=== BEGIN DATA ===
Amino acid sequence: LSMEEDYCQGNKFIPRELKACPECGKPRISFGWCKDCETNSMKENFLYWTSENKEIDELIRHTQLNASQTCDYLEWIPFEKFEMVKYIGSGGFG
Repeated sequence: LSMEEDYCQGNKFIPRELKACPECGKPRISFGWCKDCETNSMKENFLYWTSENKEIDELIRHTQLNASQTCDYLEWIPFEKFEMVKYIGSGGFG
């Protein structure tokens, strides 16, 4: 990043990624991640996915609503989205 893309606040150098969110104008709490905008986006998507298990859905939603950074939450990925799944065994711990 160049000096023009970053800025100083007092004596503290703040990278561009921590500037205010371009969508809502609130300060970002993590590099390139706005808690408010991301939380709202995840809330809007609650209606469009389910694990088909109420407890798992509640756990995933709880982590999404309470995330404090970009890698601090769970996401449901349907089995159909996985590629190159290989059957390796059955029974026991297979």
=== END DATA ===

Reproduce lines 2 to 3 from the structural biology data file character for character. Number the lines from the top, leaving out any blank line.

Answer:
Repeated sequence: LSMEEDYCQGNKFIPRELKACPECGKPRISFGWCKDCETNSMKENFLYWTSENKEIDELIRHTQLNASQTCDYLEWIPFEKFEMVKYIGSGGFG
């Protein structure tokens, strides 16, 4: 990043990624991640996915609503989205 893309606040150098969110104008709490905008986006998507298990859905939603950074939450990925799944065994711990 160049000096023009970053800025100083007092004596503290703040990278561009921590500037205010371009969508809502609130300060970002993590590099390139706005808690408010991301939380709202995840809330809007609650209606469009389910694990088909109420407890798992509640756990995933709880982590999404309470995330404090970009890698601090769970996401449901349907089995159909996985590629190159290989059957390796059955029974026991297979």